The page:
Magic Flute Libretto: More Literary, Religious and Historical Sources and Their Interprettions

Author: Thomson, Ian
Year:2014
Pages:480
ISBN:0-7734-0059-1
978-0-7734-0059-7
Price:279.95

Awarded the Adele Mellen Prize for Distinguished Contribution to Scholarship
This libretto-based study exposes the existence of an overriding purpose rooted in late-eighteenth-century eschatological thought. It also offers a new perspective on the opera’s origins.

Dr. Thomson examines the Alberti libretto of The Magic Flute (Die Zauberflöte) as a literary form and reveals unexamined literary, historical and religious sources, leading to a new, more coherent interpretation of the opera and to hypotheses about the identity of the libretto’s author and Mozart’s death.

Reviews

ABSTRACT:

The general consensus to date is that Die Zauberflöte is a folk tale in the Singspiel tradition of Viennese theatre and contains references to contemporary Freemasonry. Some late twentieth-century commentators have identified other themes which cannot be reconciled with Freemasonry. Current explanations of the opera are not cohesive. The question “what is Die Zauberflöte actually about?” remains one of the unanswered questions in European art.

Contrary to past approaches which have sought to find meaning in the opera's music, this book examines meaning in the libretto text. The approach is entirely new. Opera librettos have not received the same critical attention as other creative literature. Unrecognized literary, religious and historical sources are here exposed for the first time and the result is an integrated interpretation of the opera. The libretto emerges as a masterpiece of ambiguity with the following features:

It is a dream drama. The hero Tamino enters the underworld at the beginning of Act 1 and makes an apocalyptic return at the end of Act 2. Classical sources form a substrate for Christian references: Tamino’s alchemic rebirth becomes a theophany akin to the Second Advent of Christ prophesied in the Revelation of St. John the Divine. This prophecy had a widespread and profound effect on western-European civilization, notably through Lutheranism and Rosicrucianism, and particularly during the late-eighteenth century when many Europeans believed that the return of Christ was imminent. The libretto is firmly rooted in that eschatological and evangelical Protestant culture.

The libretto also refers to conflict between Protestants and Catholics during the sixteenth and early-seventeenth centuries. This conflict is dramatized in the hostility between Sarastro and the Queen whose roles, and those of the other main characters, form part of a roman à clef rooted in early-seventeenth-century England. The focus of this roman à clef is the marriage between the English princess Elizabeth and Frederick V of Bohemia, whose return from death as a Christ-figure became the subject of prophecy. The libretto enacts what in 1791 was a long-cherished Protestant dream of the recovery of Bohemia from Austria.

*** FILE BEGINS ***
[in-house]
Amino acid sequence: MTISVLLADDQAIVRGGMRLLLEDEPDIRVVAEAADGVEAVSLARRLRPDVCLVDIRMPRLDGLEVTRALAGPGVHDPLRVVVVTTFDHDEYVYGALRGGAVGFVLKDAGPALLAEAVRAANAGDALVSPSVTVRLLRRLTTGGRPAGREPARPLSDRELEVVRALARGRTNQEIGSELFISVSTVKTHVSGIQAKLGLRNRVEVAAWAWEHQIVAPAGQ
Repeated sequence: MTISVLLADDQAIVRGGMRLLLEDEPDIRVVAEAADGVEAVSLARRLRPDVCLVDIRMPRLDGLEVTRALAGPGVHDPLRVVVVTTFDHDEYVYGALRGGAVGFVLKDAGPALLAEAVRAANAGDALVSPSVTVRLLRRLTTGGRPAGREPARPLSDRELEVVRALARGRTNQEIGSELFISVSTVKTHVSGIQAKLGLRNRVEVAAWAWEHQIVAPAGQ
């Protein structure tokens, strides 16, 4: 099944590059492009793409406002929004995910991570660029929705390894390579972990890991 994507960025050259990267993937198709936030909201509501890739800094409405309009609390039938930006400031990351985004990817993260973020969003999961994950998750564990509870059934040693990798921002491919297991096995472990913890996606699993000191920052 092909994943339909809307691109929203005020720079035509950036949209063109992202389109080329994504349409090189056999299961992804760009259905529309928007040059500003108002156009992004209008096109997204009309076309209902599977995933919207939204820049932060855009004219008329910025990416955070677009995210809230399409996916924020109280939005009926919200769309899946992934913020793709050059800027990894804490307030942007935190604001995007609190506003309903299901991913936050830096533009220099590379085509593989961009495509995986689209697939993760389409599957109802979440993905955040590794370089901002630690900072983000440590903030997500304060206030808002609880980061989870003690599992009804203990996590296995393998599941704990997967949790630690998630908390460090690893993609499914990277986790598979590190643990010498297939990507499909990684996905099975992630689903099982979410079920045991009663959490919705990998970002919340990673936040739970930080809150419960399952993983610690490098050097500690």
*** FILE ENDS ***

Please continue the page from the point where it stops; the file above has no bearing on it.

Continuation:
Further references juxtapose monarchy with republicanism and dramatize the overthrow of the former by the latter. The envisaged New Jerusalem is a republican Protestant utopia.

New light is also shed on the opera's title and authorship, and on Mozart's death.

Table of Contents

Acknowledgements
Abbreviations
List of illustrations
Other artworks mentioned in the text
A calendar of relevant events
A summary of the onstage drama
References to Acts and Scenes
Translation notes

Introduction

Chapter 1: Viennese origins
Chapter 2: A commentary on critical opinion to date
Chapter 3: A new approach
Chapter 4: The underworld drama and Tamino’s virtue
Chapter 5: The significance of Papageno and Papagena
Chapter 6: Tamino’s alignment with the Christ-figure
Chapter 7; The Implication of chivalric sources
Chapter 8: The basis of conflict between Sarastro and the Queen
Chapter 9: The roman à clef: necessary background
Chapter 10: Part A: The Queen
Part B: Pamina and Tamino
Part C: Sarastro
Part D: Monostatos
Part E: Papageno and Papagena
Chapter 11: The alchemic process in the roman à clef
Chapter 12: The opera’s republican purpose
Chapter 13: The librettists and the development of the libretto
Chapter 14: Some implications
Epilogue
Annex A: An English translation of the Playbill for the first performance
Bibliography
Name Index
General Index
Illustrations